SUMMARY OF THE INVENTION

The invention provides a stretcher/expander roller which includes a rigid core which is rotatably mounted downstream from where a web is slit. An elastomeric covering around the core has at least one pair of helical lands formed in it which eachspiral outwardly from the center of the roller. The lands are inclined outwardly away from the center of the roller and progressively increase in flexibility from the center to the ends of the roller. This arrangement imparts axial forces on the webstrips to simultaneously separate the web strips from one another and cross-stretch each web strip.

The helical lands may be made progressively more flexible from the center to the ends of the roller in several different ways. One way is to progressively increase the depth of the helical groove between the lands from the center to the ends ofthe roller. Another way is to progressively decrease the slant or helix angle of the lands from the center to the ends of the roller. Yet another way is to progressively decrease the angle subtended by each land and the axis of the roller from thecenter to the ends of the roller.

BRIEF DESCRIPTION OF THE DRAWINGS

The features of the invention believed to be novel are set forth with particularity in the appended claims. The invention itself, however, both as to organization and method of operation, together with further objects and advantages thereof maybest be understood by a reference to the following description taken in conjunction with the accompanying drawings in which:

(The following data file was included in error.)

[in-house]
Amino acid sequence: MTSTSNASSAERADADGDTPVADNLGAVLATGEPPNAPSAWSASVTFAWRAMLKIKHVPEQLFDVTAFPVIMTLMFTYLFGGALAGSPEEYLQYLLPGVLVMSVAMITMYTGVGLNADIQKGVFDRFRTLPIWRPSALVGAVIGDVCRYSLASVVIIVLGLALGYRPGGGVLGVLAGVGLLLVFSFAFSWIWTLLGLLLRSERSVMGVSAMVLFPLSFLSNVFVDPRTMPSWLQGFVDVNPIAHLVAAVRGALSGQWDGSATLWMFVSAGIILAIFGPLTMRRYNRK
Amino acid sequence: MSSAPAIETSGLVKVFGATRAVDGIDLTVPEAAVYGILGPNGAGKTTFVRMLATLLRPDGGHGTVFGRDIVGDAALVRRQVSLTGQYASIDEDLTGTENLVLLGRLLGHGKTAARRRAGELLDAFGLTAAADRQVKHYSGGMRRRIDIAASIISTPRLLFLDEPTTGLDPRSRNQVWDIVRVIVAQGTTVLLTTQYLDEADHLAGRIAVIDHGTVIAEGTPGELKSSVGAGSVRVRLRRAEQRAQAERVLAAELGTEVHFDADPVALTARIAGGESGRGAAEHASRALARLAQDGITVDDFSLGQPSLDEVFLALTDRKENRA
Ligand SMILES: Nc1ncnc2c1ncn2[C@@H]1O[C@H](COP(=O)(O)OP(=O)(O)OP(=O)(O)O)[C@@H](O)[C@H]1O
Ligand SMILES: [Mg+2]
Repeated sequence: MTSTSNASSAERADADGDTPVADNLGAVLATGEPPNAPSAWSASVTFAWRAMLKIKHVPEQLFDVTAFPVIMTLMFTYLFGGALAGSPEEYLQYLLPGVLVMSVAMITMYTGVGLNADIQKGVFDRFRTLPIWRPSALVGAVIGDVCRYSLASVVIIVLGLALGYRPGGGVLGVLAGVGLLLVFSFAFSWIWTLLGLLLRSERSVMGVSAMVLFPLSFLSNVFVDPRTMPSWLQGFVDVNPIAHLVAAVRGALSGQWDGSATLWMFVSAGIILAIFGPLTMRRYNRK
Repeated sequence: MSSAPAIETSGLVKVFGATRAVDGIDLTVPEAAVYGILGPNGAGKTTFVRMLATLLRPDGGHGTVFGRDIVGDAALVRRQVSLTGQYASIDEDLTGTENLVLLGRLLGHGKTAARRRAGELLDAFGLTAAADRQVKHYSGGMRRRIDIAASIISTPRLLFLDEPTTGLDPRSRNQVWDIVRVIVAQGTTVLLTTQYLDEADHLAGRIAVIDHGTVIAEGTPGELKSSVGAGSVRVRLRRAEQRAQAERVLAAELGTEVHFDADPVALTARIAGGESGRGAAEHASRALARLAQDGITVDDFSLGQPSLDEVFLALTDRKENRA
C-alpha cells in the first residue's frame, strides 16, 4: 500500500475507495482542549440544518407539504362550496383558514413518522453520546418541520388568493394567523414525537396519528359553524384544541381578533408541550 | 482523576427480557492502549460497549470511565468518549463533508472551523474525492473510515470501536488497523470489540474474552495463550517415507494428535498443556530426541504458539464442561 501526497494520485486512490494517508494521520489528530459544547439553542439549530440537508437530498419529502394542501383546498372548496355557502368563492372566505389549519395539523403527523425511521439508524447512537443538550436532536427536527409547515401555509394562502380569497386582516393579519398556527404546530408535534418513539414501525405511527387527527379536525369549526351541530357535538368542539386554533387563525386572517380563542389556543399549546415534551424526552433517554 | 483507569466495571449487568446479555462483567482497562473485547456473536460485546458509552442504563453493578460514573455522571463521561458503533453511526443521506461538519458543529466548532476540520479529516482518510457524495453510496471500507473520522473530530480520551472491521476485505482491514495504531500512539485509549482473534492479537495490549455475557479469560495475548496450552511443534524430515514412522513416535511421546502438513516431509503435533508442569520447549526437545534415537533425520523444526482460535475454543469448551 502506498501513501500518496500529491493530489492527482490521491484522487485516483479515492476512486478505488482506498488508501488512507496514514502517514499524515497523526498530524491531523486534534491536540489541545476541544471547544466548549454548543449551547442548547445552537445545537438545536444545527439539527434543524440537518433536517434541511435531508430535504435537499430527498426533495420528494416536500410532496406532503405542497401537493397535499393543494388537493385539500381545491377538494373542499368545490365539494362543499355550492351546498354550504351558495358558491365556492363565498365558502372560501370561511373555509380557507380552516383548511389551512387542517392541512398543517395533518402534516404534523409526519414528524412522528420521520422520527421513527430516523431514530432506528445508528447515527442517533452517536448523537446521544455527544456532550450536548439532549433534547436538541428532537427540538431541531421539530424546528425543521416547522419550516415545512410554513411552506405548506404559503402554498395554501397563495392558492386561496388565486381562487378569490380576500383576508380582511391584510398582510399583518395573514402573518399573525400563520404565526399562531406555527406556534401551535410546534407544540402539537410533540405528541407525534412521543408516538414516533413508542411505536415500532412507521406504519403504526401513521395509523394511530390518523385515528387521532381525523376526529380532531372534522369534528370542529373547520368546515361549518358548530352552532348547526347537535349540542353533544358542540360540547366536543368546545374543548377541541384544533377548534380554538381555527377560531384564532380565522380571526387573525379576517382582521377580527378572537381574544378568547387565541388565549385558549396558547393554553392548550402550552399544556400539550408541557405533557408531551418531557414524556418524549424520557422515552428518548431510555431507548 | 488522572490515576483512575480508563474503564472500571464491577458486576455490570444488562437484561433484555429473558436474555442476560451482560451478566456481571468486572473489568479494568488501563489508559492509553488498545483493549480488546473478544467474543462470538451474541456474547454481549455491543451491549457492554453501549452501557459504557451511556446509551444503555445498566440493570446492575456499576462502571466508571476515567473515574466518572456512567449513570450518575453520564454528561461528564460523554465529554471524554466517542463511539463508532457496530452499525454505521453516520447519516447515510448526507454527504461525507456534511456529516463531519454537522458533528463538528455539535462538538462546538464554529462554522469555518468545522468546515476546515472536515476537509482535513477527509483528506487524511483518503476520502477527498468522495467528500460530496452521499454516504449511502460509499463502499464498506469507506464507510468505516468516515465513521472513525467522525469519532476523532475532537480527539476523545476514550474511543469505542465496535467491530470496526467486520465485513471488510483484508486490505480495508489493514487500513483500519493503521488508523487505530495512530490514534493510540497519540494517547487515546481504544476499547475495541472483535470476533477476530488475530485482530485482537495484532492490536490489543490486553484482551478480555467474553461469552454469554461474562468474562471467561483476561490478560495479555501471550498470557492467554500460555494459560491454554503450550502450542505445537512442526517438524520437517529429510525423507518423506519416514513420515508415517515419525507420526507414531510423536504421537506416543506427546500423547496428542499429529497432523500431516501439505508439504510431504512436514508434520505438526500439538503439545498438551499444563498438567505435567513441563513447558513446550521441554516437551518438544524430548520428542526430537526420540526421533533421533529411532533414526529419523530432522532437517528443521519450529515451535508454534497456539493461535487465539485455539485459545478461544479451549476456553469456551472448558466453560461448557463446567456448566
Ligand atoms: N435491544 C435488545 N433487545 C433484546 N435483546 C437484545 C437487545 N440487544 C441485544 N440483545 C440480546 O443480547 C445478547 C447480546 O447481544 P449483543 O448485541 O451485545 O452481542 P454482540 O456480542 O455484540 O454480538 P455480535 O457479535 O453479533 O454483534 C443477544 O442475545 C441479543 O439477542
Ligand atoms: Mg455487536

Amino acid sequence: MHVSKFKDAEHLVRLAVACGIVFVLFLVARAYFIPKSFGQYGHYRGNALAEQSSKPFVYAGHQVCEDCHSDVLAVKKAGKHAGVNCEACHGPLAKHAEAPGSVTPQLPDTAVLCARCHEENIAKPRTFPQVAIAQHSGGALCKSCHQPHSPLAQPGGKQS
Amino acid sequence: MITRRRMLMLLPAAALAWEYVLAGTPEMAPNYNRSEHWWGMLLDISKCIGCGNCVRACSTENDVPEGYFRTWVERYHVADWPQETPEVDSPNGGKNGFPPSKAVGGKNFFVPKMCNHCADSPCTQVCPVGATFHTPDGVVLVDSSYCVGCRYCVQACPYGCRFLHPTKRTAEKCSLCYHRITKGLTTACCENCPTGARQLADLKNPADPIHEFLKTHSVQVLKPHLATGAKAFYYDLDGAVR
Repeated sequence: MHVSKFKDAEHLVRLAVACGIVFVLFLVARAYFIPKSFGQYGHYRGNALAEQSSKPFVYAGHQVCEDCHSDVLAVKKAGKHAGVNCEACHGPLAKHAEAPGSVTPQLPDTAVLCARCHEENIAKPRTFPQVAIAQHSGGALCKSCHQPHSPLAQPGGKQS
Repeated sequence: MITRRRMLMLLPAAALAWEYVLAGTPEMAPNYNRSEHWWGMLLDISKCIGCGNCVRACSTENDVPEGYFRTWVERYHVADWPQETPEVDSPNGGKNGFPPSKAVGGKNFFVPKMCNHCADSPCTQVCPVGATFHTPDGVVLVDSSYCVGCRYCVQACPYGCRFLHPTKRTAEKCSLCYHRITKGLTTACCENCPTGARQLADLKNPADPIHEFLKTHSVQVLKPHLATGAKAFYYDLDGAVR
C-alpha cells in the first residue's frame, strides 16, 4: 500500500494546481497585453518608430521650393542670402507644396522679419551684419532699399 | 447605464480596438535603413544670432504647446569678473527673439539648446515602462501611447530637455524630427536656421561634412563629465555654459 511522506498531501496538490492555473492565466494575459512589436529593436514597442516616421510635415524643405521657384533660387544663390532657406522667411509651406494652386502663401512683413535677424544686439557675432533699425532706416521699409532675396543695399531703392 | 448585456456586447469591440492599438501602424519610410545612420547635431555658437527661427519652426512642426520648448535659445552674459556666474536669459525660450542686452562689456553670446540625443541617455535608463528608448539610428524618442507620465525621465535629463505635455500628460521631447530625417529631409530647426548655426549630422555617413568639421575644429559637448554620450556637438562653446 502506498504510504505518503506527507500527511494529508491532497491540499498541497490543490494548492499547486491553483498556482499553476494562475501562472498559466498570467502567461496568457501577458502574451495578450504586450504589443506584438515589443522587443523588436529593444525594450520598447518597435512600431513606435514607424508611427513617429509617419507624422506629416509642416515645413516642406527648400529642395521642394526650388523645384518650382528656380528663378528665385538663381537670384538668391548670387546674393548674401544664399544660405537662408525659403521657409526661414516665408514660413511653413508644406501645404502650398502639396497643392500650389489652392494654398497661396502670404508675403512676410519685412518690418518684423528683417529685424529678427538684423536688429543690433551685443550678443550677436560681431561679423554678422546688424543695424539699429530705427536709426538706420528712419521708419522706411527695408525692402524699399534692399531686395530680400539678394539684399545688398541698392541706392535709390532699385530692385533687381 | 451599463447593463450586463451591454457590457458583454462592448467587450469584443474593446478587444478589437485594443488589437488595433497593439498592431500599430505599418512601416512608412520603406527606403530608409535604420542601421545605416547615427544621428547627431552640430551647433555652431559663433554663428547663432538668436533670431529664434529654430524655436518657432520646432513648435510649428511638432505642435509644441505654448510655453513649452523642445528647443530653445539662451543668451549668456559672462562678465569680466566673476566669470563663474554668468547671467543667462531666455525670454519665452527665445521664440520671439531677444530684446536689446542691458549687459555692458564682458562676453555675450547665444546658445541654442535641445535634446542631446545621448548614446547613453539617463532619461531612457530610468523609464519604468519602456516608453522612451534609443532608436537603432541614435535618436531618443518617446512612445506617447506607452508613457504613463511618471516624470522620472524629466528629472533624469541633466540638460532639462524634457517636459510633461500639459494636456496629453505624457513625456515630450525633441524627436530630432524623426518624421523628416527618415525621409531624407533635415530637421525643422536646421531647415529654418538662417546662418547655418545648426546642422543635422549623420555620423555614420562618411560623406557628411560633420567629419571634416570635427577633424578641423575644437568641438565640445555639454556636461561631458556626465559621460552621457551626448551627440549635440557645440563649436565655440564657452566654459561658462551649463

FIG. 1 is a perspective view of a portion of web slitting apparatus which embodies the improved stretcher/expander roller of the present invention;

FIG. 2 is a perspective view of a preferred embodiment of an improved stretcher/expander roller constructed in accordance with the invention;

FIG. 3 is a cross sectional view of the roller of FIG. 2 taken along lines 3--3 thereof;

FIG. 4 is a perspective view of an alternate preferred embodiment of an improved stretcher/expander roller constructed in accordance with the present invention;

FIG. 5 is a cross sectional view of the roller of FIG. 4 taken along lines 5--5 thereof;

FIG. 6 is a cross-sectional view of another alternate preferred embodiment of an improved stretcher/expander roller constructed in accordance with the present invention; and

FIG. 7 is a frontal view of yet another stretcher/expander roller constructed in accordance with the present invention.

DETAILED DESCRIPTION OF THE PREFERRED EMBODIMENT

Referring now to the Figures, FIG. 1 is a perspective view of a portion of a web slitting machine for slitting a moving web 10 which may be paper, foil, film, textile or the like. In the web slitting machine illustrated in FIG. 1, web 10 isunrolled from a supply roll (not shown) and passes over guide roller 12 and underneath guide roller 14 before the web is urged against a slitter roller 16 by a guide roller 18. Slitter roller 16 carries one or more slitter knives 20 for slitting web 10into constituent web strips 22. Although slitter roller 16 is shown in FIG. 1 as carrying three spaced-apart slitter knives 20 for slitting web 10 into four constituent strips, a greater or lesser number of slitter knives could be employed for slittingweb 10 into the desired number of constituent strips 22.